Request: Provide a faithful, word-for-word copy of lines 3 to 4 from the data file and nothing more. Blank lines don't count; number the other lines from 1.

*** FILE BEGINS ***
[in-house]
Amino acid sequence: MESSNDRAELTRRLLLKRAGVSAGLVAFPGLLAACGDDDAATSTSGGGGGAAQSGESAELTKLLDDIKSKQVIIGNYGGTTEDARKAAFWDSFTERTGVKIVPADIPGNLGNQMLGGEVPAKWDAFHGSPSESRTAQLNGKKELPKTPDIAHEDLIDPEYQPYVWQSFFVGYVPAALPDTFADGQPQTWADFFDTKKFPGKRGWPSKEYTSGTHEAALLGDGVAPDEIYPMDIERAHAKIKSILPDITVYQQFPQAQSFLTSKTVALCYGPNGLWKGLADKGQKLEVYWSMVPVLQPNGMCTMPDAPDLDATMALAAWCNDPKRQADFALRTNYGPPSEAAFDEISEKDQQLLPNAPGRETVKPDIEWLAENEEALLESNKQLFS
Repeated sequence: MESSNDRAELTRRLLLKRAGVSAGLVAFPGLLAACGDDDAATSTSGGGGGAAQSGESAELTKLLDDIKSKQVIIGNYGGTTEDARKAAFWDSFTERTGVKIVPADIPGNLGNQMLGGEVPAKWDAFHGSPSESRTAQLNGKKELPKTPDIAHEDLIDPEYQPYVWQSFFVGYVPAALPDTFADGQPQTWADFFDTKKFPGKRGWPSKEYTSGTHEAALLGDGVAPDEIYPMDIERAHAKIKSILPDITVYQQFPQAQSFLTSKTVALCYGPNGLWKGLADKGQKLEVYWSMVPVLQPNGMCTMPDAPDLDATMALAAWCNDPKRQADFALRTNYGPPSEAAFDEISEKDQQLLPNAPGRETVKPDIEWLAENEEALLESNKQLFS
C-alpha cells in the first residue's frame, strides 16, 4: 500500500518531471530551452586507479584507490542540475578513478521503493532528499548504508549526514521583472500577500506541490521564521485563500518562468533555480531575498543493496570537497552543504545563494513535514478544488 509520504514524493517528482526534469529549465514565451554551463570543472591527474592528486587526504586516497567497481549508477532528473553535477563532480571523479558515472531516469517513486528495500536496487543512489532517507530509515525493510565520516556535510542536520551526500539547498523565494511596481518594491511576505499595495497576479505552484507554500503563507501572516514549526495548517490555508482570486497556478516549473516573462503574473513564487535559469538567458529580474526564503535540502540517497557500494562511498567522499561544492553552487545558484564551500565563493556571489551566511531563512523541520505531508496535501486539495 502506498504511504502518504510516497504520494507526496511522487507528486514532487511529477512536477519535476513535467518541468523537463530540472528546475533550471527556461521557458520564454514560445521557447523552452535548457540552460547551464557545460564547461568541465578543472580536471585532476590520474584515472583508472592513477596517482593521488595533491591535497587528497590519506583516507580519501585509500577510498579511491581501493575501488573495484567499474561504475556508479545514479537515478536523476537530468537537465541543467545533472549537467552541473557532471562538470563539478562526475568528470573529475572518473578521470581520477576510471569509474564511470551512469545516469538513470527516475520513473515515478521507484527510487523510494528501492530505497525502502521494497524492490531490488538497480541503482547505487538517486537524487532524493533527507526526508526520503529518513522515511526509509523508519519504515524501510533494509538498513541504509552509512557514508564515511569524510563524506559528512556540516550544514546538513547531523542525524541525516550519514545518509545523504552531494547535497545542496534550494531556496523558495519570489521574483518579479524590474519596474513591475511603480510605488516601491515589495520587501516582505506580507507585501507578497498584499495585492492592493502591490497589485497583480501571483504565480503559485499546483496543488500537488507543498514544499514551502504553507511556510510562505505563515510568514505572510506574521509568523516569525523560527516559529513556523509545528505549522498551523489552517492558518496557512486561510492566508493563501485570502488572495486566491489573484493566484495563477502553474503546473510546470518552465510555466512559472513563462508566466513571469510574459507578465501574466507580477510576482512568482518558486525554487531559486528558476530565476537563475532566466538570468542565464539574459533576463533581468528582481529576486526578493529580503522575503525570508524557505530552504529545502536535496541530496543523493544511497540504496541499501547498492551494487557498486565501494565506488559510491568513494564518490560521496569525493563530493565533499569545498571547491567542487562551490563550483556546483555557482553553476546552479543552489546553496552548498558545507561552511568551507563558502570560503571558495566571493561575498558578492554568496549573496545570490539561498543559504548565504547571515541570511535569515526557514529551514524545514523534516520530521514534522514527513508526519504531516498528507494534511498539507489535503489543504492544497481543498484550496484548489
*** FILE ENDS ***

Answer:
Repeated sequence: MESSNDRAELTRRLLLKRAGVSAGLVAFPGLLAACGDDDAATSTSGGGGGAAQSGESAELTKLLDDIKSKQVIIGNYGGTTEDARKAAFWDSFTERTGVKIVPADIPGNLGNQMLGGEVPAKWDAFHGSPSESRTAQLNGKKELPKTPDIAHEDLIDPEYQPYVWQSFFVGYVPAALPDTFADGQPQTWADFFDTKKFPGKRGWPSKEYTSGTHEAALLGDGVAPDEIYPMDIERAHAKIKSILPDITVYQQFPQAQSFLTSKTVALCYGPNGLWKGLADKGQKLEVYWSMVPVLQPNGMCTMPDAPDLDATMALAAWCNDPKRQADFALRTNYGPPSEAAFDEISEKDQQLLPNAPGRETVKPDIEWLAENEEALLESNKQLFS
C-alpha cells in the first residue's frame, strides 16, 4: 500500500518531471530551452586507479584507490542540475578513478521503493532528499548504508549526514521583472500577500506541490521564521485563500518562468533555480531575498543493496570537497552543504545563494513535514478544488 509520504514524493517528482526534469529549465514565451554551463570543472591527474592528486587526504586516497567497481549508477532528473553535477563532480571523479558515472531516469517513486528495500536496487543512489532517507530509515525493510565520516556535510542536520551526500539547498523565494511596481518594491511576505499595495497576479505552484507554500503563507501572516514549526495548517490555508482570486497556478516549473516573462503574473513564487535559469538567458529580474526564503535540502540517497557500494562511498567522499561544492553552487545558484564551500565563493556571489551566511531563512523541520505531508496535501486539495 502506498504511504502518504510516497504520494507526496511522487507528486514532487511529477512536477519535476513535467518541468523537463530540472528546475533550471527556461521557458520564454514560445521557447523552452535548457540552460547551464557545460564547461568541465578543472580536471585532476590520474584515472583508472592513477596517482593521488595533491591535497587528497590519506583516507580519501585509500577510498579511491581501493575501488573495484567499474561504475556508479545514479537515478536523476537530468537537465541543467545533472549537467552541473557532471562538470563539478562526475568528470573529475572518473578521470581520477576510471569509474564511470551512469545516469538513470527516475520513473515515478521507484527510487523510494528501492530505497525502502521494497524492490531490488538497480541503482547505487538517486537524487532524493533527507526526508526520503529518513522515511526509509523508519519504515524501510533494509538498513541504509552509512557514508564515511569524510563524506559528512556540516550544514546538513547531523542525524541525516550519514545518509545523504552531494547535497545542496534550494531556496523558495519570489521574483518579479524590474519596474513591475511603480510605488516601491515589495520587501516582505506580507507585501507578497498584499495585492492592493502591490497589485497583480501571483504565480503559485499546483496543488500537488507543498514544499514551502504553507511556510510562505505563515510568514505572510506574521509568523516569525523560527516559529513556523509545528505549522498551523489552517492558518496557512486561510492566508493563501485570502488572495486566491489573484493566484495563477502553474503546473510546470518552465510555466512559472513563462508566466513571469510574459507578465501574466507580477510576482512568482518558486525554487531559486528558476530565476537563475532566466538570468542565464539574459533576463533581468528582481529576486526578493529580503522575503525570508524557505530552504529545502536535496541530496543523493544511497540504496541499501547498492551494487557498486565501494565506488559510491568513494564518490560521496569525493563530493565533499569545498571547491567542487562551490563550483556546483555557482553553476546552479543552489546553496552548498558545507561552511568551507563558502570560503571558495566571493561575498558578492554568496549573496545570490539561498543559504548565504547571515541570511535569515526557514529551514524545514523534516520530521514534522514527513508526519504531516498528507494534511498539507489535503489543504492544497481543498484550496484548489